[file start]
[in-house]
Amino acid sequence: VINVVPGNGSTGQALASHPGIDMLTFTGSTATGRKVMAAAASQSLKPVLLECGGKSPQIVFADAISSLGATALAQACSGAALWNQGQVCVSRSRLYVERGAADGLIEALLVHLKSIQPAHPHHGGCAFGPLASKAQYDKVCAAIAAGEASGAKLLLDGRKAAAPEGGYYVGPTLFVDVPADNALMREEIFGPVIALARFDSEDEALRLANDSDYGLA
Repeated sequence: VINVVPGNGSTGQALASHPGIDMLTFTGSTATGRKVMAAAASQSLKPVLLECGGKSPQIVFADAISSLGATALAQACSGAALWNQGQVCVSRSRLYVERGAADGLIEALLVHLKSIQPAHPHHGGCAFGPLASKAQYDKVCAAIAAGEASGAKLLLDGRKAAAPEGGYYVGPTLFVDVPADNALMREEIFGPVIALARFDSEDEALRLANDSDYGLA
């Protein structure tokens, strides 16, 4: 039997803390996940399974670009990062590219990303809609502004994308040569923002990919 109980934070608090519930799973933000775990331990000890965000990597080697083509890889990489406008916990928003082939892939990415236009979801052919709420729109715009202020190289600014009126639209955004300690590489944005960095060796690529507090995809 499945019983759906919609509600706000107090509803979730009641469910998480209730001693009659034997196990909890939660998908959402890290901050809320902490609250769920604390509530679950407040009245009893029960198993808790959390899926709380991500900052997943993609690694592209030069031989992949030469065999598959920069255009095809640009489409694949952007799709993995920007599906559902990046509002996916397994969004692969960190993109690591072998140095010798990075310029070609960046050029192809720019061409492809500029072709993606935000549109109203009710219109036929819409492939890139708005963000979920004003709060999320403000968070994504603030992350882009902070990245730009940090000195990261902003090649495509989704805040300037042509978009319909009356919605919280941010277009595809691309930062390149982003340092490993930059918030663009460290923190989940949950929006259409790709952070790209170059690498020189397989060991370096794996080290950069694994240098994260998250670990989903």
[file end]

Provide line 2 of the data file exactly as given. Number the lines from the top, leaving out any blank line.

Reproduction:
Amino acid sequence: VINVVPGNGSTGQALASHPGIDMLTFTGSTATGRKVMAAAASQSLKPVLLECGGKSPQIVFADAISSLGATALAQACSGAALWNQGQVCVSRSRLYVERGAADGLIEALLVHLKSIQPAHPHHGGCAFGPLASKAQYDKVCAAIAAGEASGAKLLLDGRKAAAPEGGYYVGPTLFVDVPADNALMREEIFGPVIALARFDSEDEALRLANDSDYGLA